Climate change project handed over to Govt.
A climate change project led by the Samoan Government and supported by the United Nations Development Programme (UNDP) since 2012 has been closed.
The closing of the project was held yesterday at the TATTE Building in Apia and attended by representatives from various Samoan Government ministries as well as the Civil Society Support Programme.
The ‘Enhancing Resilience of Coastal Communities of Samoa to Climate Change’ project was approved in March 2012 by the Adaptation Fund (AF) Board and run by the Government with the UNDP providing technical support. Its objective was to strengthen the ability of Samoan communities and public service to make informed decisions and manage climate change-driven pressures, in a pro-active, integrated and strategic way.
Speaking on behalf of the UNDP yesterday, programme manager Yvette Kerslake thanked the various stakeholders and said the project was successfully implemented since the project document’s signing November 2012.
“This project is an important milestone for implementation of climate change adaptation and sustainable development for Samoa it has contributed to the development of Samoa and strategic planning in line with the Government of Samoa Development Strategic, the Samoa pathway and also assists to contribute to the 2030 global agenda or the Sustainable Development Goals.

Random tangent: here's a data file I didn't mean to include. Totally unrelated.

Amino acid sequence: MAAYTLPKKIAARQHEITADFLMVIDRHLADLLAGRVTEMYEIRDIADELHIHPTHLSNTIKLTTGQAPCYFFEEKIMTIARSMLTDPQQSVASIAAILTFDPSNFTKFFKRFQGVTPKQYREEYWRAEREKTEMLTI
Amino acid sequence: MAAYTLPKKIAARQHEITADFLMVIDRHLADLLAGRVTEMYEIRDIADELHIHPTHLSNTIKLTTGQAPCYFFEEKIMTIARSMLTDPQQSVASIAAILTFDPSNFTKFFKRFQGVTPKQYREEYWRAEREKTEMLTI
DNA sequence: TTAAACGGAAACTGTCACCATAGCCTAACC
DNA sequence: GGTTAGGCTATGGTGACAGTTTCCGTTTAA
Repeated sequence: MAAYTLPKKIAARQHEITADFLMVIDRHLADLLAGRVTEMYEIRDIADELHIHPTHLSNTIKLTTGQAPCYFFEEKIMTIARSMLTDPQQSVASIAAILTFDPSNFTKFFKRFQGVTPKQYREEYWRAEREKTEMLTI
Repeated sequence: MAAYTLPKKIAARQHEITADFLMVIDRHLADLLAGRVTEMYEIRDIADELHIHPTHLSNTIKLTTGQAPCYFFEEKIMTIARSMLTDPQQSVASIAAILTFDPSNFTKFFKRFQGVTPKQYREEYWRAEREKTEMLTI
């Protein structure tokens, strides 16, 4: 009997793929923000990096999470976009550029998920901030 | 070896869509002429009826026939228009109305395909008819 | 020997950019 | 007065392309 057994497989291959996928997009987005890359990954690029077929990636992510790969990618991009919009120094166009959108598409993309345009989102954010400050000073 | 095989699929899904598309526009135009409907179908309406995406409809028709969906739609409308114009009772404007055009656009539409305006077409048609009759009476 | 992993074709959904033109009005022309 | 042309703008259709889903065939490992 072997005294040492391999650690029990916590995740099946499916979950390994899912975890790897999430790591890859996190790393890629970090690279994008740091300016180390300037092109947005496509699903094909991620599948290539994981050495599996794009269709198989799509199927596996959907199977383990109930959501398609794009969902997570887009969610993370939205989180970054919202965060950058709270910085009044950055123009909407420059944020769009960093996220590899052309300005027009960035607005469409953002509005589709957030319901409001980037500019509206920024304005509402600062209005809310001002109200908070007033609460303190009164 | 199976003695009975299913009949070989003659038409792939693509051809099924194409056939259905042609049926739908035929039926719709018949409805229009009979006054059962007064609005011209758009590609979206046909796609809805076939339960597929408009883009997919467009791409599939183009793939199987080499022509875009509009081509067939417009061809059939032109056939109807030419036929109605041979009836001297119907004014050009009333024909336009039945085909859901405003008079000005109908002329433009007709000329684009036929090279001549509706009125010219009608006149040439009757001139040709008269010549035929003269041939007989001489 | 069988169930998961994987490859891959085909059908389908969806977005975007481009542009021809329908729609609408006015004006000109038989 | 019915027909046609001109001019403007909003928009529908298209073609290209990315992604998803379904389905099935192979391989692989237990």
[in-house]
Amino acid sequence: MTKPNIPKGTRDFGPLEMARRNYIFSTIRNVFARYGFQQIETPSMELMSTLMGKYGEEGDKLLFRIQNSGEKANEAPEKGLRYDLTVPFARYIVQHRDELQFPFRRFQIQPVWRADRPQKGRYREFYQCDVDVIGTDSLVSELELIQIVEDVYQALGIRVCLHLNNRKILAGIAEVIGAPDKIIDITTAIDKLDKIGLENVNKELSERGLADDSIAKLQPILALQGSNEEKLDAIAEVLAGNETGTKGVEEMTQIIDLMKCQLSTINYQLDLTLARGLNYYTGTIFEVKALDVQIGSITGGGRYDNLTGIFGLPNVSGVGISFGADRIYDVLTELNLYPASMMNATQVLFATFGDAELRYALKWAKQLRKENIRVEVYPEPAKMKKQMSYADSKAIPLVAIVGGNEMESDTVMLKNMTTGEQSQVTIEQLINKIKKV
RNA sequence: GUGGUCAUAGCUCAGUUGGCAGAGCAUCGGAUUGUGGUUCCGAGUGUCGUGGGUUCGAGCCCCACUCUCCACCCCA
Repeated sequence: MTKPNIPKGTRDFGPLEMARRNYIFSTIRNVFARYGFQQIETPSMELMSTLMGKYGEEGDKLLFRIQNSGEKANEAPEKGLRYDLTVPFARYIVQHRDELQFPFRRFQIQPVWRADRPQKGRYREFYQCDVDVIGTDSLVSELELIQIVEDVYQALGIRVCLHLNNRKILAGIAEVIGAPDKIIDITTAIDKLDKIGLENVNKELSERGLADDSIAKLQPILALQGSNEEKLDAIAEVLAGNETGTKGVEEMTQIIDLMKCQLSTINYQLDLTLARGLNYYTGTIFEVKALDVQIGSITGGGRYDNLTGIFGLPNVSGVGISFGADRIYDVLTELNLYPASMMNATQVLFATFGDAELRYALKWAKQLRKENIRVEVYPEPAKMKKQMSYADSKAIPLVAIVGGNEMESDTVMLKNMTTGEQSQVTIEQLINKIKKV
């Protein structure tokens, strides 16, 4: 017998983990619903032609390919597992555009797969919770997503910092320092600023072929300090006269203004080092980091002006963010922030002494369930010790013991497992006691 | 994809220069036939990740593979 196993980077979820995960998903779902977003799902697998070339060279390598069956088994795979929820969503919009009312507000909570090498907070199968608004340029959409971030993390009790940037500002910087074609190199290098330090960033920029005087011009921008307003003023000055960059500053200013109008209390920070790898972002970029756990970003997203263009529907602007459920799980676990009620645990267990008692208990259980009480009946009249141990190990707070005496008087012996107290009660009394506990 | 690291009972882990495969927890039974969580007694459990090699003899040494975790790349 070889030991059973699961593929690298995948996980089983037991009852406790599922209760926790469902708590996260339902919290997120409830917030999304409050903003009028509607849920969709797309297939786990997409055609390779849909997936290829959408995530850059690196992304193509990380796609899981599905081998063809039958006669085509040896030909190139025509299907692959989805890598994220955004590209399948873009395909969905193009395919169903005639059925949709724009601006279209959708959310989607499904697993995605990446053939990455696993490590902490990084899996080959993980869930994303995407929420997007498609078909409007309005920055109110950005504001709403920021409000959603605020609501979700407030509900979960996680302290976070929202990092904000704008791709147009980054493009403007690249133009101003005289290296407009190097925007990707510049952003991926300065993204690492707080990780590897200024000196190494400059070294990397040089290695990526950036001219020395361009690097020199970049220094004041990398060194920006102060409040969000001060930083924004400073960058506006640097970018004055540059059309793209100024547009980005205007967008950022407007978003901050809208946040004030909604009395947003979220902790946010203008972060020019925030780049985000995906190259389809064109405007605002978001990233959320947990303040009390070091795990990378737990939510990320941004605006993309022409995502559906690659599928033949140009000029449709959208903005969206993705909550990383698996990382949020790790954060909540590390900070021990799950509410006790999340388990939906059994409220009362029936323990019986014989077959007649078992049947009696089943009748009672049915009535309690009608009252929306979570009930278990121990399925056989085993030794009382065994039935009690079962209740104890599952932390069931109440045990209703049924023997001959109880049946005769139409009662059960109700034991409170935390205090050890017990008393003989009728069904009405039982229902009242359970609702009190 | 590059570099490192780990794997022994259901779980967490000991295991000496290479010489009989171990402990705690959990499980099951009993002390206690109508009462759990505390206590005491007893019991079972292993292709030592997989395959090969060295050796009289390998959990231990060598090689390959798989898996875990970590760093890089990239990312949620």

“UNDP as the development arm of the United Nations is implementing AF goals by working with the governments and stakeholders in developing countries to assist them in accessing financing to build their capacities in developing and implementing climate change adaptation measures,” she said.
The objectives of the project were to ensure Samoan communities and the public service made decisions, added Ms. Kerslake, and managed climate change-driven pressures in a pro-active, integrated and strategic manner.
She said the programme had been part of a comprehensive framework of coastal adaptation and climate risks mitigation in Samoa.
“It upgraded previously implemented Coastal Infrastructure Management (CIM) Plans in order to consider climate change-induced effects in their formulation,” she added.
According to the UNDP programme manager, the project would not have been successful without the support of all partnerships and stakeholders — ranging from national to sub-national levels including the local communities, non-governmental organisations and the private sector.
I hope this partnership created through the AF project will continue to prosper through an extension or phase two for the project to implement the newly developed CIM plans. This is just the beginning for the Samoa Cares campaign in institutionalizing the CIM plans across the sectors of government,” she added.
The project has now been handed over to the Samoan Government.